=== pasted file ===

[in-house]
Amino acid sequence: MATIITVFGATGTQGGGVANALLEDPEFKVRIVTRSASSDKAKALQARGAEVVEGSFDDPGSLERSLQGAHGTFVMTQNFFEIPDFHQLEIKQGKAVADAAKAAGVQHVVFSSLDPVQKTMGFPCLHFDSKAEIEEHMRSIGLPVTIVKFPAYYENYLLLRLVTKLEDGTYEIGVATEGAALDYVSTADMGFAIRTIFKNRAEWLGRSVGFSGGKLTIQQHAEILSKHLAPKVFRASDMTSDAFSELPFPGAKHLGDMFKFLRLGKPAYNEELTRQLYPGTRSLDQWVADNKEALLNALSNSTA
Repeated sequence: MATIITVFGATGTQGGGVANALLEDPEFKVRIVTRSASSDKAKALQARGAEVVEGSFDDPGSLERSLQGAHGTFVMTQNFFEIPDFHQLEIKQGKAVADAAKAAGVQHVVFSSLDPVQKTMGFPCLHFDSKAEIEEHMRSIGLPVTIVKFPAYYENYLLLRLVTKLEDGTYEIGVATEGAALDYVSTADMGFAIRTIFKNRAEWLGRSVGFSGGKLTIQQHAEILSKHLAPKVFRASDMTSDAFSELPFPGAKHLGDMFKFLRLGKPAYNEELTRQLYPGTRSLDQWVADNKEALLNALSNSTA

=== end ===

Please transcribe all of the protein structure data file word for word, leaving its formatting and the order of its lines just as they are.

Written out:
[in-house]
Amino acid sequence: MATIITVFGATGTQGGGVANALLEDPEFKVRIVTRSASSDKAKALQARGAEVVEGSFDDPGSLERSLQGAHGTFVMTQNFFEIPDFHQLEIKQGKAVADAAKAAGVQHVVFSSLDPVQKTMGFPCLHFDSKAEIEEHMRSIGLPVTIVKFPAYYENYLLLRLVTKLEDGTYEIGVATEGAALDYVSTADMGFAIRTIFKNRAEWLGRSVGFSGGKLTIQQHAEILSKHLAPKVFRASDMTSDAFSELPFPGAKHLGDMFKFLRLGKPAYNEELTRQLYPGTRSLDQWVADNKEALLNALSNSTA
Repeated sequence: MATIITVFGATGTQGGGVANALLEDPEFKVRIVTRSASSDKAKALQARGAEVVEGSFDDPGSLERSLQGAHGTFVMTQNFFEIPDFHQLEIKQGKAVADAAKAAGVQHVVFSSLDPVQKTMGFPCLHFDSKAEIEEHMRSIGLPVTIVKFPAYYENYLLLRLVTKLEDGTYEIGVATEGAALDYVSTADMGFAIRTIFKNRAEWLGRSVGFSGGKLTIQQHAEILSKHLAPKVFRASDMTSDAFSELPFPGAKHLGDMFKFLRLGKPAYNEELTRQLYPGTRSLDQWVADNKEALLNALSNSTA